Longman Dictionary of Contemporary English homepage

Date: 1500-1600
Language: French
Origin: admirer, from Latin admirari, from ad- 'to' + mirari 'to wonder'

admire

verb
     
ad‧mire S3 [transitive not in progressive]
1 to respect and like someone because they have done something that you think is good:
I really admire the way she brings up those kids all on her own.
admire somebody for (doing) something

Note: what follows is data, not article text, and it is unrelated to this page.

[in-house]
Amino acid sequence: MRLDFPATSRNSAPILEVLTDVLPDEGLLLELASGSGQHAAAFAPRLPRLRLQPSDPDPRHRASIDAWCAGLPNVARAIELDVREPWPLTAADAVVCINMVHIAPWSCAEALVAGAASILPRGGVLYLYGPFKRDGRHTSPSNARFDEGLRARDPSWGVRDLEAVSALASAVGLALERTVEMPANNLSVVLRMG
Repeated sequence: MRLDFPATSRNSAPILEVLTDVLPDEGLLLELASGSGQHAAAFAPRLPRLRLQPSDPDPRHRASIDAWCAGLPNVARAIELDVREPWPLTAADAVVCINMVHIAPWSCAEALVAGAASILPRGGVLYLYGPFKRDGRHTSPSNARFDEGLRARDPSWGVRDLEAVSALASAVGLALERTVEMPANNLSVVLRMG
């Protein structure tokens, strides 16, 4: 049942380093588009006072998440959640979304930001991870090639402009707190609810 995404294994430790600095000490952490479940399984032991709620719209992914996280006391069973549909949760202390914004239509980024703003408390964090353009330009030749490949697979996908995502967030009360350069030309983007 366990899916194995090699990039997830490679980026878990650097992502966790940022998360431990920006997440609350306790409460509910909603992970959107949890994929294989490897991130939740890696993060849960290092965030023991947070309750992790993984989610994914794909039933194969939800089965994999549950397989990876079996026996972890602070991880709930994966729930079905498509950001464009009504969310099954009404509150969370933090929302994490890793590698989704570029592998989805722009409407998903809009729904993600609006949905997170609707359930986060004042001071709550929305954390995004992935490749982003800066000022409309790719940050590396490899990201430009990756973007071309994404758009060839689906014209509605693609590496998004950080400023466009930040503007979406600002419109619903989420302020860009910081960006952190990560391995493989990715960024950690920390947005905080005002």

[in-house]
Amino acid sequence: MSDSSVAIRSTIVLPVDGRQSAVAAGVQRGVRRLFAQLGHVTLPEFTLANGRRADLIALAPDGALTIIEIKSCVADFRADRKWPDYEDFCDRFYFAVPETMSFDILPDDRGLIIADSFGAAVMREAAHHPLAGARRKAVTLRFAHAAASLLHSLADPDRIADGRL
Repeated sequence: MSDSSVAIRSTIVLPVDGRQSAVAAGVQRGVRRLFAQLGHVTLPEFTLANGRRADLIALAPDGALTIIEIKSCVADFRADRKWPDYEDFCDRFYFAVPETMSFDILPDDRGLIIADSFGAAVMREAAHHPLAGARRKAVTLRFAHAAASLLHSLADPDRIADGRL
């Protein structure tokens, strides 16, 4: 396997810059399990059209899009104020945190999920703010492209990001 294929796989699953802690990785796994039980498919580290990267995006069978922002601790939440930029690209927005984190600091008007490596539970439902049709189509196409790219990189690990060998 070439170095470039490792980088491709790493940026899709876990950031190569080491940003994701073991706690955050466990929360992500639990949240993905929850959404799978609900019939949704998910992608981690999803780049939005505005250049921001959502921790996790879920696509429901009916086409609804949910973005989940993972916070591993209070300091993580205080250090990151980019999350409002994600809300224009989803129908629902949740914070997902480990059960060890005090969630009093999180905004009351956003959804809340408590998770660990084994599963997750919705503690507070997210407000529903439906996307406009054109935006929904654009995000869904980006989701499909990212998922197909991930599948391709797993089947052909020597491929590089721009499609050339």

Lewis was much admired for his work on medieval literature.
2 to look at something and think how beautiful or impressive it is:
We stopped halfway to admire the view.
Sal stood back to admire her work.
3

admire somebody from afar

literary to be attracted to someone, without letting them know
admired adjective:
the widely admired boss of Channel 4

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